- Clare Daly T.D.


For WRITTEN answer on Tuesday, 15 November, 2016.

* To ask the Minister for Agriculture; Food and the Marine the reason as a result of complaints received, felling was suspended in an ancient woodland in County Longford on 24 March 2016, permitted to continue on 12 April 2016, and then halted again on 12 May 2016; and if he will make a statement on the matter.

- Clare Daly T.D.


For WRITTEN answer on Tuesday, 15 November, 2016.

  
REPLY.
Between 17th April 2014 and 23rd September 2015, three felling licence applications were submitted to my Department and approved in respect of the lands in question. These were as follows:

The first licence was for the thinning of 27.76 hectares and clearfell of a further 7.43ha

The second was  for the thinning of 66.32 hectares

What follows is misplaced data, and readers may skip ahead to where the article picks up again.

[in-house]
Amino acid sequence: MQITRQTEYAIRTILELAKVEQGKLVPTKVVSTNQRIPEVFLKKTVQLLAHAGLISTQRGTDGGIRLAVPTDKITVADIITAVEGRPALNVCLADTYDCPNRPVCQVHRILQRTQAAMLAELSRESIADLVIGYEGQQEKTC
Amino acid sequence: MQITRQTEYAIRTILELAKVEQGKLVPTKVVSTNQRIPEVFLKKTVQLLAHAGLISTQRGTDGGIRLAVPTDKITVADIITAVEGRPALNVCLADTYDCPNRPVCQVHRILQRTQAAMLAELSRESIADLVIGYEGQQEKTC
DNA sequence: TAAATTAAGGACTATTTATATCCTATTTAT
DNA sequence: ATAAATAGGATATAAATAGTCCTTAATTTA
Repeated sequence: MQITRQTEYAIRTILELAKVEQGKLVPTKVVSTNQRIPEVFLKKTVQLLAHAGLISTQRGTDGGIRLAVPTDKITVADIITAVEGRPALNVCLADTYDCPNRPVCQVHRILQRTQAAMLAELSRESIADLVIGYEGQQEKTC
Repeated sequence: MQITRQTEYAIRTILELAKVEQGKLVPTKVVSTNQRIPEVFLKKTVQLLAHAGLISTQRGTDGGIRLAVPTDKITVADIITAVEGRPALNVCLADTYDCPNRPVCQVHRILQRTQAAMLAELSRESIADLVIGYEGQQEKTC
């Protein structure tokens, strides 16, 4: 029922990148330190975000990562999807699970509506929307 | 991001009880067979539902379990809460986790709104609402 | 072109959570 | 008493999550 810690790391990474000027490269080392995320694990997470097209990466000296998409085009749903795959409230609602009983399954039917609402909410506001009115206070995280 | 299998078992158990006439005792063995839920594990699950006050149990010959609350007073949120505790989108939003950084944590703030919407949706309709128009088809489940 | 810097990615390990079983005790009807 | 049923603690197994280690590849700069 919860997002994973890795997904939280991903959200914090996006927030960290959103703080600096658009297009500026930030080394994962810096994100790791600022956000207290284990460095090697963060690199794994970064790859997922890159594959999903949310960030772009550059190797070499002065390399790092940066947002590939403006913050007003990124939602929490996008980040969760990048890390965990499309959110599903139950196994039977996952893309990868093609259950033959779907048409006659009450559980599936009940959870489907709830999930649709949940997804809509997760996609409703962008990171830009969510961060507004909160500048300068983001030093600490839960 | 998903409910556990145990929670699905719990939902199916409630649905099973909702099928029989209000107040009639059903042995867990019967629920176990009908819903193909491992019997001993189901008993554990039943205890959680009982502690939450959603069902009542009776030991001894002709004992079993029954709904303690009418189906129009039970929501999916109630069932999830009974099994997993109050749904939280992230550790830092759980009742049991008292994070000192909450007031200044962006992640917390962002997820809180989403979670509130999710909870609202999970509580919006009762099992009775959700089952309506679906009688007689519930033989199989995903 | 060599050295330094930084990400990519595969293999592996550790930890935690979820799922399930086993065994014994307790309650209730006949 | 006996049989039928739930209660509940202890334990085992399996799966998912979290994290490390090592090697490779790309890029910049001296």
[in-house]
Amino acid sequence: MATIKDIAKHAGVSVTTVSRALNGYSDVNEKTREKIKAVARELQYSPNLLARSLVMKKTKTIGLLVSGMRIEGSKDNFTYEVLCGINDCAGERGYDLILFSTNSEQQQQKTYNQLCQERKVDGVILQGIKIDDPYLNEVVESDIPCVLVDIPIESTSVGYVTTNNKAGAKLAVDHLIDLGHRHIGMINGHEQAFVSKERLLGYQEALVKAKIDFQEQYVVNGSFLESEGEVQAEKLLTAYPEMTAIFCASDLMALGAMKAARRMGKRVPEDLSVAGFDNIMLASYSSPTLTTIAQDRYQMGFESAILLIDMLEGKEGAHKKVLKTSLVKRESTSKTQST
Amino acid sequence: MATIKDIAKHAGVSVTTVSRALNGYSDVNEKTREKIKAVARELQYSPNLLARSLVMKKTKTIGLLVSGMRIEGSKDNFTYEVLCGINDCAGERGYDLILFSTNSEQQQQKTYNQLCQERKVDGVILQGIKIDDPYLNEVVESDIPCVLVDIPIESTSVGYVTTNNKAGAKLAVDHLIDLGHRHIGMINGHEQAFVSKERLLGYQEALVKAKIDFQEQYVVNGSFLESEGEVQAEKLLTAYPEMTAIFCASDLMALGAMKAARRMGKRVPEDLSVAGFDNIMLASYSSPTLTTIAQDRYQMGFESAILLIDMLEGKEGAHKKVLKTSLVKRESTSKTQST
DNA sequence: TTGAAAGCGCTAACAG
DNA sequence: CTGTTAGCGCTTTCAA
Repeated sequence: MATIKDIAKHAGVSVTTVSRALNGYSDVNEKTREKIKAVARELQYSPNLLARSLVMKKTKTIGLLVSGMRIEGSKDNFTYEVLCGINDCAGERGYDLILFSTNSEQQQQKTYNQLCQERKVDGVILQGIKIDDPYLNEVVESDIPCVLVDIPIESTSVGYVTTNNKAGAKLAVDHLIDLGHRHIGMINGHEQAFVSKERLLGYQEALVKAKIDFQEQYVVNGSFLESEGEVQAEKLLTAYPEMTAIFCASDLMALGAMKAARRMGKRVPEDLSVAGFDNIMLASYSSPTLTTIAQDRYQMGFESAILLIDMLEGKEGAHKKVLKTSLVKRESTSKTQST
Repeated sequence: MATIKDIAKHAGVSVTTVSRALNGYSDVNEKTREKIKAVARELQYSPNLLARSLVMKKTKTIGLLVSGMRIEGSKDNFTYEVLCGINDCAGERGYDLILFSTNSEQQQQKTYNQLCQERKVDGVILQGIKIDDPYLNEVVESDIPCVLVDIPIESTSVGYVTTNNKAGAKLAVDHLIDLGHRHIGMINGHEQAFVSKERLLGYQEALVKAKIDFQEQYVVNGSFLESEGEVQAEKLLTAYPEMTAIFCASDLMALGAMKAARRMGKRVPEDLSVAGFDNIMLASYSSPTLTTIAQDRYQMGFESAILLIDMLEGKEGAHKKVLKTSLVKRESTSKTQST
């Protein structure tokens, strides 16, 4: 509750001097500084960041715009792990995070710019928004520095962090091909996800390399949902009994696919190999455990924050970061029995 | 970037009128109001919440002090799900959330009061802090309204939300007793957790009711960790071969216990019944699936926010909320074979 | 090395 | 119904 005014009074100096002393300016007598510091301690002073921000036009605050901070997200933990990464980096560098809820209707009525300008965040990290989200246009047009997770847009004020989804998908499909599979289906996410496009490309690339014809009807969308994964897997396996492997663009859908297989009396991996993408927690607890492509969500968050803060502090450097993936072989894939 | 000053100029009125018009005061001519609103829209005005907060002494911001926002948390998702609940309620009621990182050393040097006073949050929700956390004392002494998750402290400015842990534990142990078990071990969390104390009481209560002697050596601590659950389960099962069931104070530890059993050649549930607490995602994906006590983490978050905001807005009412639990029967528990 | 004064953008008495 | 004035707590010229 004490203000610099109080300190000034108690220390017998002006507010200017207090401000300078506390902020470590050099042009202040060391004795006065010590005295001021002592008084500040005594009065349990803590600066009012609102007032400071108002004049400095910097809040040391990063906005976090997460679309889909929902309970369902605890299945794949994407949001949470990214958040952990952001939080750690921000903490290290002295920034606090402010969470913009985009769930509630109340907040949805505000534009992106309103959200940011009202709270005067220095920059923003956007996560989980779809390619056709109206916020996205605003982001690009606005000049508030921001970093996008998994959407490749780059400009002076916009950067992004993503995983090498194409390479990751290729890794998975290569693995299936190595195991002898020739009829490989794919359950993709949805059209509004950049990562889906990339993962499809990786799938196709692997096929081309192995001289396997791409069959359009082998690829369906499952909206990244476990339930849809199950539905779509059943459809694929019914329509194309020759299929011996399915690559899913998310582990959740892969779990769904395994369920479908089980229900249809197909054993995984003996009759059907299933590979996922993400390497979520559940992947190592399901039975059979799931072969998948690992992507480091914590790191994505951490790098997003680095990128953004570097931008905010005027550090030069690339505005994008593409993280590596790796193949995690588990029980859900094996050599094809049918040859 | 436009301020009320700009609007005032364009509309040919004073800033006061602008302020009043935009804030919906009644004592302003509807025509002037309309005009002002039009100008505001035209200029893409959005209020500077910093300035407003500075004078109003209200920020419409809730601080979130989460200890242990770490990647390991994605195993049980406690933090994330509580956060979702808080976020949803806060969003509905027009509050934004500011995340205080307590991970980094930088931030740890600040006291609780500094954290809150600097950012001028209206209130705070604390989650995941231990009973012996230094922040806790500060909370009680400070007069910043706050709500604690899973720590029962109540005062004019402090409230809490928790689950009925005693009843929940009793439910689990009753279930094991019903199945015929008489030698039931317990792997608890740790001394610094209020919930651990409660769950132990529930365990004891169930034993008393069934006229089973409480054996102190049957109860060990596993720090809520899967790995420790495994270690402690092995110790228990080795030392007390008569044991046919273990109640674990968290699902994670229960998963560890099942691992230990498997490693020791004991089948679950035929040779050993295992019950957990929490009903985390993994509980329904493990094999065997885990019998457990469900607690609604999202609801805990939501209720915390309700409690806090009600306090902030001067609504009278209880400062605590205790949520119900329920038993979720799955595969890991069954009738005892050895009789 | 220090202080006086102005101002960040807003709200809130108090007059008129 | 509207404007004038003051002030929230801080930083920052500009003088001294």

The third licence was for the thinning of 14.34 hectares

The applications were processed by the administrative and inspectorate staff  in my Department.  In relation to the first two licaneces, as the area proposed for felling intersected with a Special Area of Conservation (SAC) and Special Protection Area (SPA), the views of the National Parks and Wildlife Service (NPWS) were sought.

The area covered by the third licence lies outside of the SAC and SPA and involved thinning.  In these situations, referral to NPWS is at the discretion of the Forest Service, and it was deemed unnecessary in this case.